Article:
POV: AV/IT Convergence Offers OpportunitiesFor several years, the industry has anticipated the arrival of true AV/IT convergence. Now that it is here, it is time to explore the opportunities the 6/01/2007 8:00 AM Eastern
POV: AV/IT Convergence Offers Opportunities
Jun 1, 2007 12:00 PM, By Julia Pegg
For several years, the industry has anticipated the arrival of true AV/IT convergence. Now that it is here, it is time to explore the opportunities the convergence presents to companies who can speak IT.
The rise of collaboration, communication, knowledge-sharing, and dissemination has shaped the vision, culture, and mission of corporations, government agencies, and educational institutions. Leaders of these organizations rely on professional audiovisual service providers as they strive to offer efficient communications, and develop a workforce that is satisfied with the technologies offered by their employer.
As a result, AV solutions are considered when organizational leaders formulate their information technology strategic vision. This development has had a ripple effect that has changed the professional AV industry across the entire pro AV value chain. The convergence has occurred across technology, industry, and organizational lines at all levels.
One reason for the technology convergence is the replacement of analog by digital technologies. Another rationale is that key AV apps, such as videoconferencing and command and control, are being carried over IT networks. Last, but not least, high-growth, IT-centric AV solutions have emerged, including digital signage and telemedicine applications.
But despite the IT-centric nature of these applications, the visual component is of the greatest importance to users. This gives AV integrators, with their knowledge of display technology, a considerable advantage over traditional IT integrators. The concept of “intelligent buildings” has also created the need for a variety of applications to be integrated across the board, including AV, IT, telephony, and security.
The industry convergence has taken place largely because IT vendors, such as Cisco, HP, Dell, and Microsoft, saw the synergies between their core competence and AV/IT technologies. They have entered the AV marketplace either through acquisitions or with AV solutions that have high IT profiles.
At the user level, the IT department has become the decision maker for most AV purchases. As a result, the AV value chain had to reengineer itself to sell into the IT department. This process has caused a significant amount of organizational change. AV manufacturers are partnering with IT vendors to develop products, and AV consultants and systems integrators must either upgrade their skills to become more fluent in IT, or partner with IT systems integrators to get the job done.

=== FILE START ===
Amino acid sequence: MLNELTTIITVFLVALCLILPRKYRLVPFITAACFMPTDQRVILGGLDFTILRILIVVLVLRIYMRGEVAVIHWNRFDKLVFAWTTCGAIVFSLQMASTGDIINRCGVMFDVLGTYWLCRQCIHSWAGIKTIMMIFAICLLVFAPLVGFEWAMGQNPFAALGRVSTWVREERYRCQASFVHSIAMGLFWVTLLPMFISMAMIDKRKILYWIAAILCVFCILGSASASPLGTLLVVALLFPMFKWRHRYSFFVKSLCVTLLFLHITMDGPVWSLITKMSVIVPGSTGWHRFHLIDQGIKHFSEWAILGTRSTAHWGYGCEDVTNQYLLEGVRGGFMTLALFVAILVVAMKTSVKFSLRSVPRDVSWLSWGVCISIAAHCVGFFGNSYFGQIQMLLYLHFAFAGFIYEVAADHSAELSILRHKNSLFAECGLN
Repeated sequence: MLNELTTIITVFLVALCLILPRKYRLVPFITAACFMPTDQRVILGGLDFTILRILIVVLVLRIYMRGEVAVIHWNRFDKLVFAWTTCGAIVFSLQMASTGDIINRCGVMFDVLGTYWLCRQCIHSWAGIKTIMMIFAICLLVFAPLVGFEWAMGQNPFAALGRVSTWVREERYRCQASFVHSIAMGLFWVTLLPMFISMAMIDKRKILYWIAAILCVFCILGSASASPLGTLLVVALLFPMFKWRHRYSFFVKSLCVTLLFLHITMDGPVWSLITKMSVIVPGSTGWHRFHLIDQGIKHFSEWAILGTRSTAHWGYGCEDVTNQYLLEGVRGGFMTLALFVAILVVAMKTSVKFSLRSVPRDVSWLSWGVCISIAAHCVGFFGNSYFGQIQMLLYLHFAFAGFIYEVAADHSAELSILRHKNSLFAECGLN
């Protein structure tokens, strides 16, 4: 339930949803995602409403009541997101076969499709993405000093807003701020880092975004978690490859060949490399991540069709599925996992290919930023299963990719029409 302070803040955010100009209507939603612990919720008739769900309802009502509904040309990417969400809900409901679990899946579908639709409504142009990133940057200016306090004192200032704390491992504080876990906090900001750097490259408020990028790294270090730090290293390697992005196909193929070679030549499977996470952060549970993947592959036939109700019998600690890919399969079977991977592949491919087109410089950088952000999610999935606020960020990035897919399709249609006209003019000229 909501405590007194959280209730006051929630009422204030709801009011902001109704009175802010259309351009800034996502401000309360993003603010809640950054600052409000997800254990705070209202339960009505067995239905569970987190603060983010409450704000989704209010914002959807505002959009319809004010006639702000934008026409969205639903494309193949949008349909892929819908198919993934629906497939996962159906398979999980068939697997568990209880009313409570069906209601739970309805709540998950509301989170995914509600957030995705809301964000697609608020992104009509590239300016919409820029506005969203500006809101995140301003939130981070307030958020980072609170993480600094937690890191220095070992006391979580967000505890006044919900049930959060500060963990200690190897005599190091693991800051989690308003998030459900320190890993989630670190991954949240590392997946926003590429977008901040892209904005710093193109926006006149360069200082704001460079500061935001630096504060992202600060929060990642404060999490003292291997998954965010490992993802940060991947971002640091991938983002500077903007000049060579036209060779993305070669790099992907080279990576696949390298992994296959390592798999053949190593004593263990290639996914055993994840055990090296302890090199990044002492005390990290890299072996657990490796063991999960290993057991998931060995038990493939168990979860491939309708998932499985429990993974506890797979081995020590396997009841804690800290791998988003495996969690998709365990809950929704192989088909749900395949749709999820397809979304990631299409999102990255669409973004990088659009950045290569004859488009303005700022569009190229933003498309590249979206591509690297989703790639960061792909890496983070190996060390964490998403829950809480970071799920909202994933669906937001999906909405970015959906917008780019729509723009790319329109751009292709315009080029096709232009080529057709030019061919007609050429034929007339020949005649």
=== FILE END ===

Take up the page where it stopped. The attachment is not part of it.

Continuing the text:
The union of IT and AV legitimizes AV in the minds of IT decision makers. This will benefit the AV industry because chief information officers and chief technology officers are making most of the AV purchasing decisions for corporations and large institutions.
As is the case with most transitions, the AV industry must strive to cope with the new reality. Many AV systems integrators still do not fully understand the ramifications of convergence. With IP products, they not only need to be able to speak about AV products in IT terms, but they also must be able to understand the strategic context of the AV application within the organization. AV integrators of the future will also need to understand the much larger context in which AV products can be found. The importance of IT-related issues of firewall and other security protocols with which AV products must comply cannot be underestimated.
There are significant opportunities for AV integrators conversant in IT. AV Integrators can forge strategic partnerships with large IT systems integrators. Many IT integrators do not yet understand the AV environment, but they are being presented large pieces of new business by IT clients.
The growth of conferencing, another IT-centric application, also provides great opportunity for the AV industry. The highly fractionalized spectrum of conferencing solutions designed to meet the growing needs of the collaborative business environment, offers a potential niche focus for small- and medium-sized AV systems integrators. This level of differentiation will allow them to be more competitive.
For more information on AV/IT convergence, InfoComm members can refer to InfoComm's first Quarterly Business Report, prepared by Acclaro Growth Partners, and Market Definition Strategy Study, which will be released at InfoComm 2007.
Julia Pegg is a project manager at Acclaro Growth Partners, a strategic planning and market research firm based in Reston, Va.